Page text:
initramfs/udev/mdadm/lvm2 integration

Kees Cook kees at
Fri Sep 7 00:47:24 BST 2007

Hi Jerome,

On Thu, Sep 06, 2007 at 05:16:54PM -0500, Jerome Haltom wrote:
> Currently there are udev rules which look like they SHOULD work. They
> don't. Regardless whether they do or don't, they're not exactly
> adequate, in my opinion. The simply attempt to activate all non-degraded
> volumes.

In Gutsy, the udev rules work for systems that have been set up
correctly using UUIDs[1] in their /etc/fstab.  If there are
(non-degraded) situations where LVM-on-MD does _not_ boot, it should be
considered a bug, and a new report should be opened.

(NB my desktop system is LVM-on-MD with some amazingly
slow-to-initialize SATA drives, so I've seen a lot of odd problems in
the past that are all fixed currently in Gutsy, AFAICT.)

> What SHOULD happen is they should attempt to activate only non-degraded
> volumes until some timeout is reached, at which time they should
> activate degraded volumes too.
> [snip]
> I think udev should only automatically activate non-degraded volumes.

Right.  This is the current configuration.  The current udev rules will
not bring up newly degraded volumes, and the consensus seems to be that
this is "correct": there should be some kind of manual
intervention/acknowledgement that you're trying to boot without all the
needed drives.

> Second in that is the best way to deal with the degraded timeout.
> Currently the initramfs spins for 5 minutes or something before dropping
> to a console. I think I'd like to alter this so it only spins for 1
> minute or so, after which it attempts to execute scripts
> in /scripts/local-timeout. Basically this would introduce local-timeout
> along with local-top, local-bottom, and folks. mdadm will then install a
> file into here which force activates all arrays whether degraded or not.
> After this script the local script will attempt to find ROOT again, if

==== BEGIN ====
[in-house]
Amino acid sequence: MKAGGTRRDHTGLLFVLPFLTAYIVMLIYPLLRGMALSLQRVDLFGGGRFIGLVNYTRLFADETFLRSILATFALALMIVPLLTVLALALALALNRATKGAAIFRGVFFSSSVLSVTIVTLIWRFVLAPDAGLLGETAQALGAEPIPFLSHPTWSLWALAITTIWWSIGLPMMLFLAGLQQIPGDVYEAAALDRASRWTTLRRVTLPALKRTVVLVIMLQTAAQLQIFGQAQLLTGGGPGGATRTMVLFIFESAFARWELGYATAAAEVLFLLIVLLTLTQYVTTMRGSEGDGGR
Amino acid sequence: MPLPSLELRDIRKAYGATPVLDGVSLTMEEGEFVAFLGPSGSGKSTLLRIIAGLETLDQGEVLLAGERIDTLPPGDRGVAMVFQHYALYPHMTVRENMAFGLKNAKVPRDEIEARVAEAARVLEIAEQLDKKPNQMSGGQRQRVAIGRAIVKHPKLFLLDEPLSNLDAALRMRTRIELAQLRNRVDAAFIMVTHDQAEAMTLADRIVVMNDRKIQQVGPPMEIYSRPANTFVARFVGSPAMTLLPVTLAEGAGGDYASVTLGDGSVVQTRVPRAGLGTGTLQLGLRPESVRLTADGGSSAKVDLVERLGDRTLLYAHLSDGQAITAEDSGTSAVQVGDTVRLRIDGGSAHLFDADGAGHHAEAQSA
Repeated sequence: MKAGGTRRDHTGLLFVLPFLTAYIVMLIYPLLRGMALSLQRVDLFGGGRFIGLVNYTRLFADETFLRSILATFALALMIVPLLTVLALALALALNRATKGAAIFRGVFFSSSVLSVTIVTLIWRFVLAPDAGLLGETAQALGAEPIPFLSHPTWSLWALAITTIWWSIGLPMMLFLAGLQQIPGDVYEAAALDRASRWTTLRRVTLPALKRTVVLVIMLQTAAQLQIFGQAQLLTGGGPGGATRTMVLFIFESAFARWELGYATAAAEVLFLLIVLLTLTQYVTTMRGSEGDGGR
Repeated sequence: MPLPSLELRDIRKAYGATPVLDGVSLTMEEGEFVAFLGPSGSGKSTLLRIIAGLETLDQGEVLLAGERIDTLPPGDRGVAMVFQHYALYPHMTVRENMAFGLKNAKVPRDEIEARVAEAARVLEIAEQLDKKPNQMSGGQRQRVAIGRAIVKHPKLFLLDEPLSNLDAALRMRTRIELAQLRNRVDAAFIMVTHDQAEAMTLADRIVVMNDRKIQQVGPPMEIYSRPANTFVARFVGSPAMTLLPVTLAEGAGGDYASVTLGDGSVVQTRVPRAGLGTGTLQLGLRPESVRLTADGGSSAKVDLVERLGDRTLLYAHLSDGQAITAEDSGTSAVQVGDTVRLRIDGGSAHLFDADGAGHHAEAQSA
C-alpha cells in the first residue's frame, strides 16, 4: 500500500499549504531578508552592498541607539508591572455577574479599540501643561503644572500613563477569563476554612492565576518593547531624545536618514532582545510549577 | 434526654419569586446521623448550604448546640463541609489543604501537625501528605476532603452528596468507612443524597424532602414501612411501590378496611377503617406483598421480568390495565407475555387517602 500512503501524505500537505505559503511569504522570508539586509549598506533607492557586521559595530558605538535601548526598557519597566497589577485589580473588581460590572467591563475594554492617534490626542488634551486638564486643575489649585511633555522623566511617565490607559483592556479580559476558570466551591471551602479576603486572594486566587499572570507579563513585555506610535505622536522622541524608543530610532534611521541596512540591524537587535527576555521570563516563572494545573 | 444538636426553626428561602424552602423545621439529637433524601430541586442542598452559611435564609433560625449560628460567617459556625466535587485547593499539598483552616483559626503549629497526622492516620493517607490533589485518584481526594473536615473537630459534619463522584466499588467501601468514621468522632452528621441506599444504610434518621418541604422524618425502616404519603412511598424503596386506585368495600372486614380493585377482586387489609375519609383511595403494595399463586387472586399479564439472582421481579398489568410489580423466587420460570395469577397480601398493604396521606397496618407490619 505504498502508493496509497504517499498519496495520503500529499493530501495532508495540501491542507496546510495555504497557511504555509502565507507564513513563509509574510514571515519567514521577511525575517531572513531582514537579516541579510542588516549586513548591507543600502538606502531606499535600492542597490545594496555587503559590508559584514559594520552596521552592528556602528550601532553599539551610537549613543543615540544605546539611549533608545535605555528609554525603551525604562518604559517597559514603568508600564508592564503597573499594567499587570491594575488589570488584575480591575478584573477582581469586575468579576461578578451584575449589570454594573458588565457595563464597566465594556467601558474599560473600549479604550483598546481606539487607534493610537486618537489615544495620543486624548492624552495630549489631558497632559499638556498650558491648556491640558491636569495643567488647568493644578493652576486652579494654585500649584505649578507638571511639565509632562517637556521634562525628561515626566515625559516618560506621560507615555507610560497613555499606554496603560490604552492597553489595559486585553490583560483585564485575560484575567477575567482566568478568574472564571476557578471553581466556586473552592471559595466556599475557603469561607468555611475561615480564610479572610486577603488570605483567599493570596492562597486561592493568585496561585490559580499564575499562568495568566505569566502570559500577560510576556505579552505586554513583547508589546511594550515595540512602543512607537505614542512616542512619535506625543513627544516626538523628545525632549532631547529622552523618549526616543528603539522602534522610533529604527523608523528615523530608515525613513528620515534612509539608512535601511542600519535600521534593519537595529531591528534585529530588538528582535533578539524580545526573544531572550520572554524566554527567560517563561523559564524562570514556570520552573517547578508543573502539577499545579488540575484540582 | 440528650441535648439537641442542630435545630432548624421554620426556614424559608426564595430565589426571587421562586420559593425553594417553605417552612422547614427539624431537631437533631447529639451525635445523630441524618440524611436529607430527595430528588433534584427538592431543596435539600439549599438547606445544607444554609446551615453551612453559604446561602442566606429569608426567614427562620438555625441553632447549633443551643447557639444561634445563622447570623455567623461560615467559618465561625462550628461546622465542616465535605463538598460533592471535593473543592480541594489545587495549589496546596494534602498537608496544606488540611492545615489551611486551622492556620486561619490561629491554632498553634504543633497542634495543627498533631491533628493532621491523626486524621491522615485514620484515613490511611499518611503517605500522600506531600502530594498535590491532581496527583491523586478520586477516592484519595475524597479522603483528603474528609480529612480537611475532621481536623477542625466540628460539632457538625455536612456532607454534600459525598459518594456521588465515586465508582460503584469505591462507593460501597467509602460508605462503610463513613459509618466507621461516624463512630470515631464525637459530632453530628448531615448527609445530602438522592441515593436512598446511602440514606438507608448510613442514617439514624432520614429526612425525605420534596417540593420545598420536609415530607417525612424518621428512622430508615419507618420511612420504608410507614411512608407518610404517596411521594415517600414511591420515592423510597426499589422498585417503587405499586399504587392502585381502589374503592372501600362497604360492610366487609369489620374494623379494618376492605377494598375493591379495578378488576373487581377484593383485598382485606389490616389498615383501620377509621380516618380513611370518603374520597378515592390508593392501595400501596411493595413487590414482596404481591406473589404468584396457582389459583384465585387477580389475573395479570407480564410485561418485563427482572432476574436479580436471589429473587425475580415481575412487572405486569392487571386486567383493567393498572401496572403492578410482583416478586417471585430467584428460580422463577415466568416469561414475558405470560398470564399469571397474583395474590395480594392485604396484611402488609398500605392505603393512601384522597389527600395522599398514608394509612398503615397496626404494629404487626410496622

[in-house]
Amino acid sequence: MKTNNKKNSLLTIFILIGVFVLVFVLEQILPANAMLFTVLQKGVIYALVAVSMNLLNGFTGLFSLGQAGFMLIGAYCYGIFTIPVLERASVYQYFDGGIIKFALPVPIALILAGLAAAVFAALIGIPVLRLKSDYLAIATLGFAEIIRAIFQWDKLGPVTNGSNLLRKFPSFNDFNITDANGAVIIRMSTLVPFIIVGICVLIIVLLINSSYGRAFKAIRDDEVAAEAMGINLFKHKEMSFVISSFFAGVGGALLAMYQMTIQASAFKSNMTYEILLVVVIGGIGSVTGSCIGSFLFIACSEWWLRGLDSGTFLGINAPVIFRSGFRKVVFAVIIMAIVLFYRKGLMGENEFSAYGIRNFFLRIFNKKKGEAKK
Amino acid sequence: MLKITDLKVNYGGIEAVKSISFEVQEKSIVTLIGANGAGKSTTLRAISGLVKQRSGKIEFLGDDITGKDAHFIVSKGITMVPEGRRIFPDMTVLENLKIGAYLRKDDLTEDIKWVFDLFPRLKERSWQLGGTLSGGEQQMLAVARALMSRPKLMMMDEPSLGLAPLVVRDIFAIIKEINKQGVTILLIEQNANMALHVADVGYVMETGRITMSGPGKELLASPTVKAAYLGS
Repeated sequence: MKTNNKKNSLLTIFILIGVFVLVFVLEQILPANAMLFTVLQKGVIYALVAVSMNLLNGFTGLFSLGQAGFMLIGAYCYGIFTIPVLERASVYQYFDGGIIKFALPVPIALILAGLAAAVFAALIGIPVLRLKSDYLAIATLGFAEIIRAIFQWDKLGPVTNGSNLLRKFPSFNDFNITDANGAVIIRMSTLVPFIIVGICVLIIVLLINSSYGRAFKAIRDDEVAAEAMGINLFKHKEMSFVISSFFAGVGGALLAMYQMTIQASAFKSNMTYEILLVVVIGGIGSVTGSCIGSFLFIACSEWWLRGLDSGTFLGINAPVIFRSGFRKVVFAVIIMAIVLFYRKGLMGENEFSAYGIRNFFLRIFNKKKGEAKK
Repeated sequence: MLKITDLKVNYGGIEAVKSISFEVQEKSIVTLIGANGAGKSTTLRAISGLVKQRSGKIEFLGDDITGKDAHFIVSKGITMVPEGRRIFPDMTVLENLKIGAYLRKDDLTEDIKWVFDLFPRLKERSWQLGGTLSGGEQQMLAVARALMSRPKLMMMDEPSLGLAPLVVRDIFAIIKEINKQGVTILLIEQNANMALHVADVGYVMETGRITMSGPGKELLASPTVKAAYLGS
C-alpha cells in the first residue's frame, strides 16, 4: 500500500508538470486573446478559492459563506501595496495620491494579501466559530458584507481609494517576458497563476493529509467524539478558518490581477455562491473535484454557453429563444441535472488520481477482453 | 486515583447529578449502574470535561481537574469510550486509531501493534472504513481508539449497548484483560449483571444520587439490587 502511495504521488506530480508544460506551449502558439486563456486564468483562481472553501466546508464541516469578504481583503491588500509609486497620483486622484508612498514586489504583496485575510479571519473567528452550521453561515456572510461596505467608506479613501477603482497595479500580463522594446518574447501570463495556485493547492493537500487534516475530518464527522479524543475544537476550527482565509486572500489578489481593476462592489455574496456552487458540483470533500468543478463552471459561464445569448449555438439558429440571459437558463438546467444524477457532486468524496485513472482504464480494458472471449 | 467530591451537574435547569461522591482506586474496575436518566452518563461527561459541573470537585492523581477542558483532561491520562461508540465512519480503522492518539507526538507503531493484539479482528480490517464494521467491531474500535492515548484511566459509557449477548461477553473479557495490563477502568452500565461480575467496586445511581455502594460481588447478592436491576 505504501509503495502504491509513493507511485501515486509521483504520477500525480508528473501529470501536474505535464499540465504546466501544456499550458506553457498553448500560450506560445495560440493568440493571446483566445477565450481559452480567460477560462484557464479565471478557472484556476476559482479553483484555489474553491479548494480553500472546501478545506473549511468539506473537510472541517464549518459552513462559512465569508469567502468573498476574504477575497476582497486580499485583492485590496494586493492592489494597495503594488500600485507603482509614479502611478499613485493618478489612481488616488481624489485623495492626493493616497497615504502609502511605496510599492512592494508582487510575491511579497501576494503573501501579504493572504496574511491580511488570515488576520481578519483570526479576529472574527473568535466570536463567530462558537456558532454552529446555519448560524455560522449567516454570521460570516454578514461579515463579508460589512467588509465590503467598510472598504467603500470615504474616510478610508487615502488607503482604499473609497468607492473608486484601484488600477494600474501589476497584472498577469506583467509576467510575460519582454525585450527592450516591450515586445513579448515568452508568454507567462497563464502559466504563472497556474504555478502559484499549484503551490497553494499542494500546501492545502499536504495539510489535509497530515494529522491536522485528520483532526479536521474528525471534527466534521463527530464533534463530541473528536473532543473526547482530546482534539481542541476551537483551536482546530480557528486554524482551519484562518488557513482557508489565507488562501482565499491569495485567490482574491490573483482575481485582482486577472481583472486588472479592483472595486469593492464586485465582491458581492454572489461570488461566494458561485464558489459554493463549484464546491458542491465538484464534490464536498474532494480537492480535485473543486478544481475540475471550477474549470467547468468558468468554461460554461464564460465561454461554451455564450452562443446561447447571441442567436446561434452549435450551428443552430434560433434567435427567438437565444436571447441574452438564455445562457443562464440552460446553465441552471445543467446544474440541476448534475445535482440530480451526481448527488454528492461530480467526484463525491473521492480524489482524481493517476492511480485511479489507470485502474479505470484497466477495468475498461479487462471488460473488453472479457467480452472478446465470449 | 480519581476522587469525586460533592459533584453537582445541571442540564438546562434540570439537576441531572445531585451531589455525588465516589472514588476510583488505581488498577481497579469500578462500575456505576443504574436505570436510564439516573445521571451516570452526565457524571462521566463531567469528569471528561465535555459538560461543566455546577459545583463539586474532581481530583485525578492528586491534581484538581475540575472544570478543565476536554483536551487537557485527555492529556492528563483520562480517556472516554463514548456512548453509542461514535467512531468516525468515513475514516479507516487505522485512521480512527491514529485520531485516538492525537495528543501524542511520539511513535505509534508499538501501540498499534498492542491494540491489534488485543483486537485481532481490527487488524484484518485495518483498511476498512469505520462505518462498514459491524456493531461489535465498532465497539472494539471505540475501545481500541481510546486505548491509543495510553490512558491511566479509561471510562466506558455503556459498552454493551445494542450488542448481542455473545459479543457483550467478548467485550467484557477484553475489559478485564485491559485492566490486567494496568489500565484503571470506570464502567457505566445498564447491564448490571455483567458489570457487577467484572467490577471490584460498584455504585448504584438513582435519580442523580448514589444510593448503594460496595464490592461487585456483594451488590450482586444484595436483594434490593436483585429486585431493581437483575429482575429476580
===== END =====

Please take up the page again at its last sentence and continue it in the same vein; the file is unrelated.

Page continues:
> not, it drops to console as usual, if so it can proceed.

Right, the initramfs already drops to a shell after the 3 min timeout.
(Unless you have a buggy BIOS that causes your ACPI timer not to tick --
have I mentioned all the crazy stuff I've banged my head against on this
desktop?)  I'd agree, 3 minutes seems too long.  I think it would be safe
to lower this to 1 minute (or even 30 seconds) since it should only be a
timeout for the root device. 

However, I'd be curious to see what happens with large chains of SCSI
drives where each one spins up sequentially.  I once played with an
E10000 with 6 cabinets of disks -- it took 45 minutes just to spin up
all the drives.  :P  However, for special cases, it seems adding the
"rootdelay=[many seconds here]" boot option would be good enough.

Are there any people that currently wait >30 seconds for drives to

I like the idea of local-timeout, though I'm still generally against
automatically bring up the degraded arrays -- however, a detailed report
that tries to figure out what's wrong and spews help to the console would
be nice, something like:

  Your root device (UUID=deadbeef-1234-1234-1234-feedfacebeef) was not found.
  If your drives take a very long time to initialize, please specify how
  many seconds to wait for them on the kernel command line, with:

  Also, there appear to be degraded RAID devices, and your root device may
  depend on the RAID devices being online.  The following RAID devices are
    md1 : active raid1 sda2[0]
          3903680 blocks [1/2] [U_]
    md0 : active raid1 sda1[0]
          96256 blocks [1/2] [U_]

  If you want to attempt to boot with the RAID in degraded mode, type:
    mdadm -R /dev/md1
    mdadm -R /dev/md0

This should be relatively straight forward to write, do you want to take
a stab at it?  I'd be happy to test.  Heck, I was involuntarily testing
this a few weeks ago when one of my SATA controllers failed.  ;)



Kees Cook
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